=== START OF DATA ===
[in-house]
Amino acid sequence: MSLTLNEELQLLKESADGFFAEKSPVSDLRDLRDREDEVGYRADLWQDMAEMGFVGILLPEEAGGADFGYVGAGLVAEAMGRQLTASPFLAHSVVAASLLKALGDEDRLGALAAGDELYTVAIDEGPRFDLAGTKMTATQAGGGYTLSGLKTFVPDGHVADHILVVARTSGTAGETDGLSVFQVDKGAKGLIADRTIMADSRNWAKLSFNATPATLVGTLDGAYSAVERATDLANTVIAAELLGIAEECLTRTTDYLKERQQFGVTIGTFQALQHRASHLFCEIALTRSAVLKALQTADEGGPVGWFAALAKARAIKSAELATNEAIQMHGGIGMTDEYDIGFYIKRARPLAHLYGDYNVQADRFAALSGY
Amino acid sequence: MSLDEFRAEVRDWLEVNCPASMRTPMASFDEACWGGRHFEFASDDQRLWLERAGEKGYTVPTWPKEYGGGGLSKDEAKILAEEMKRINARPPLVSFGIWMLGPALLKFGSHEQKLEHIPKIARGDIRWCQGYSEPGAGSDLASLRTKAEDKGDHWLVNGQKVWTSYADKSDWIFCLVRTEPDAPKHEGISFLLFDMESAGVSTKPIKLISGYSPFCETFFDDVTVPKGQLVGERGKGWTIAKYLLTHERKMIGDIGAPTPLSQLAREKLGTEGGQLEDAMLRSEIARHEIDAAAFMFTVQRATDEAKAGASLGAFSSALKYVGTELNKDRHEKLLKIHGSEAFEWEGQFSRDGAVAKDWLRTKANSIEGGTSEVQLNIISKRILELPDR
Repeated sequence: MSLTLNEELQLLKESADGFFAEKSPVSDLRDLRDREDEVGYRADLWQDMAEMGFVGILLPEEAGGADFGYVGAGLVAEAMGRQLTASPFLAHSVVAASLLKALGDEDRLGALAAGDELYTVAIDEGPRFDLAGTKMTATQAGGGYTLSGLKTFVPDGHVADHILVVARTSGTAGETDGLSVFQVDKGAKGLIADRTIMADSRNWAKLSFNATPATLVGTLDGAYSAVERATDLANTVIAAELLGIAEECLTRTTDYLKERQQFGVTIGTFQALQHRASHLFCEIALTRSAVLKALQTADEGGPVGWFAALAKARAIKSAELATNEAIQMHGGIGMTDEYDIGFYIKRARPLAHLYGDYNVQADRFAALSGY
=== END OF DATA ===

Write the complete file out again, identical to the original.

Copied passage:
[in-house]
Amino acid sequence: MSLTLNEELQLLKESADGFFAEKSPVSDLRDLRDREDEVGYRADLWQDMAEMGFVGILLPEEAGGADFGYVGAGLVAEAMGRQLTASPFLAHSVVAASLLKALGDEDRLGALAAGDELYTVAIDEGPRFDLAGTKMTATQAGGGYTLSGLKTFVPDGHVADHILVVARTSGTAGETDGLSVFQVDKGAKGLIADRTIMADSRNWAKLSFNATPATLVGTLDGAYSAVERATDLANTVIAAELLGIAEECLTRTTDYLKERQQFGVTIGTFQALQHRASHLFCEIALTRSAVLKALQTADEGGPVGWFAALAKARAIKSAELATNEAIQMHGGIGMTDEYDIGFYIKRARPLAHLYGDYNVQADRFAALSGY
Amino acid sequence: MSLDEFRAEVRDWLEVNCPASMRTPMASFDEACWGGRHFEFASDDQRLWLERAGEKGYTVPTWPKEYGGGGLSKDEAKILAEEMKRINARPPLVSFGIWMLGPALLKFGSHEQKLEHIPKIARGDIRWCQGYSEPGAGSDLASLRTKAEDKGDHWLVNGQKVWTSYADKSDWIFCLVRTEPDAPKHEGISFLLFDMESAGVSTKPIKLISGYSPFCETFFDDVTVPKGQLVGERGKGWTIAKYLLTHERKMIGDIGAPTPLSQLAREKLGTEGGQLEDAMLRSEIARHEIDAAAFMFTVQRATDEAKAGASLGAFSSALKYVGTELNKDRHEKLLKIHGSEAFEWEGQFSRDGAVAKDWLRTKANSIEGGTSEVQLNIISKRILELPDR
Repeated sequence: MSLTLNEELQLLKESADGFFAEKSPVSDLRDLRDREDEVGYRADLWQDMAEMGFVGILLPEEAGGADFGYVGAGLVAEAMGRQLTASPFLAHSVVAASLLKALGDEDRLGALAAGDELYTVAIDEGPRFDLAGTKMTATQAGGGYTLSGLKTFVPDGHVADHILVVARTSGTAGETDGLSVFQVDKGAKGLIADRTIMADSRNWAKLSFNATPATLVGTLDGAYSAVERATDLANTVIAAELLGIAEECLTRTTDYLKERQQFGVTIGTFQALQHRASHLFCEIALTRSAVLKALQTADEGGPVGWFAALAKARAIKSAELATNEAIQMHGGIGMTDEYDIGFYIKRARPLAHLYGDYNVQADRFAALSGY